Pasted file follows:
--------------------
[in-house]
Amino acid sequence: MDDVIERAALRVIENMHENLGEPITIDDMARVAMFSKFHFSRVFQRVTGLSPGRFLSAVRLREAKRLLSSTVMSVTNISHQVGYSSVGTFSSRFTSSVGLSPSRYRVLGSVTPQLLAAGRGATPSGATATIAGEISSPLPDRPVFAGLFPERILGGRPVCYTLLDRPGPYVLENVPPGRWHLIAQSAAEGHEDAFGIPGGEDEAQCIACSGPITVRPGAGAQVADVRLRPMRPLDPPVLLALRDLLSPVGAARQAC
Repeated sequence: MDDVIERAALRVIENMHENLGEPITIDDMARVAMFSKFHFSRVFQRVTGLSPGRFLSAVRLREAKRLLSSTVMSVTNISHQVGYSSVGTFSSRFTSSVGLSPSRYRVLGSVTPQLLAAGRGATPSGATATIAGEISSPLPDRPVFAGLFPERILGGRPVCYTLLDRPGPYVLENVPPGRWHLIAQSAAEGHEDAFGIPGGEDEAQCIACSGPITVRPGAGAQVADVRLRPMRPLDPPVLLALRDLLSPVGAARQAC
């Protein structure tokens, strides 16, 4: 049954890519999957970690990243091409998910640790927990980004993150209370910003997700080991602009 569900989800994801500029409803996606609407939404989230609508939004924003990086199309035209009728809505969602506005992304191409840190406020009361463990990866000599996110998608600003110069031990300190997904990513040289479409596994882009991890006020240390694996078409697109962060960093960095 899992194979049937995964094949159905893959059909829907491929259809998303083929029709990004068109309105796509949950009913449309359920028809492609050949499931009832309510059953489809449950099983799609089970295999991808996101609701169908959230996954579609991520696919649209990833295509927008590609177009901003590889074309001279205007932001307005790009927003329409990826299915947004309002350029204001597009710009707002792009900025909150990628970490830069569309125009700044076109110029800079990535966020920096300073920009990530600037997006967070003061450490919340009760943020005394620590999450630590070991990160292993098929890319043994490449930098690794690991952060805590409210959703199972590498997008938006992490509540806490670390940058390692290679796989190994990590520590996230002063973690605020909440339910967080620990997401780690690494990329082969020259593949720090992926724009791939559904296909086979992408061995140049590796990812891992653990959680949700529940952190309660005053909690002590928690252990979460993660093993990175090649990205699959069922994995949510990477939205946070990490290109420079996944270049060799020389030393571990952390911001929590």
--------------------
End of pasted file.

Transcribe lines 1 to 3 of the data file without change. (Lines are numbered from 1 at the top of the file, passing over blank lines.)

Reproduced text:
[in-house]
Amino acid sequence: MDDVIERAALRVIENMHENLGEPITIDDMARVAMFSKFHFSRVFQRVTGLSPGRFLSAVRLREAKRLLSSTVMSVTNISHQVGYSSVGTFSSRFTSSVGLSPSRYRVLGSVTPQLLAAGRGATPSGATATIAGEISSPLPDRPVFAGLFPERILGGRPVCYTLLDRPGPYVLENVPPGRWHLIAQSAAEGHEDAFGIPGGEDEAQCIACSGPITVRPGAGAQVADVRLRPMRPLDPPVLLALRDLLSPVGAARQAC
Repeated sequence: MDDVIERAALRVIENMHENLGEPITIDDMARVAMFSKFHFSRVFQRVTGLSPGRFLSAVRLREAKRLLSSTVMSVTNISHQVGYSSVGTFSSRFTSSVGLSPSRYRVLGSVTPQLLAAGRGATPSGATATIAGEISSPLPDRPVFAGLFPERILGGRPVCYTLLDRPGPYVLENVPPGRWHLIAQSAAEGHEDAFGIPGGEDEAQCIACSGPITVRPGAGAQVADVRLRPMRPLDPPVLLALRDLLSPVGAARQAC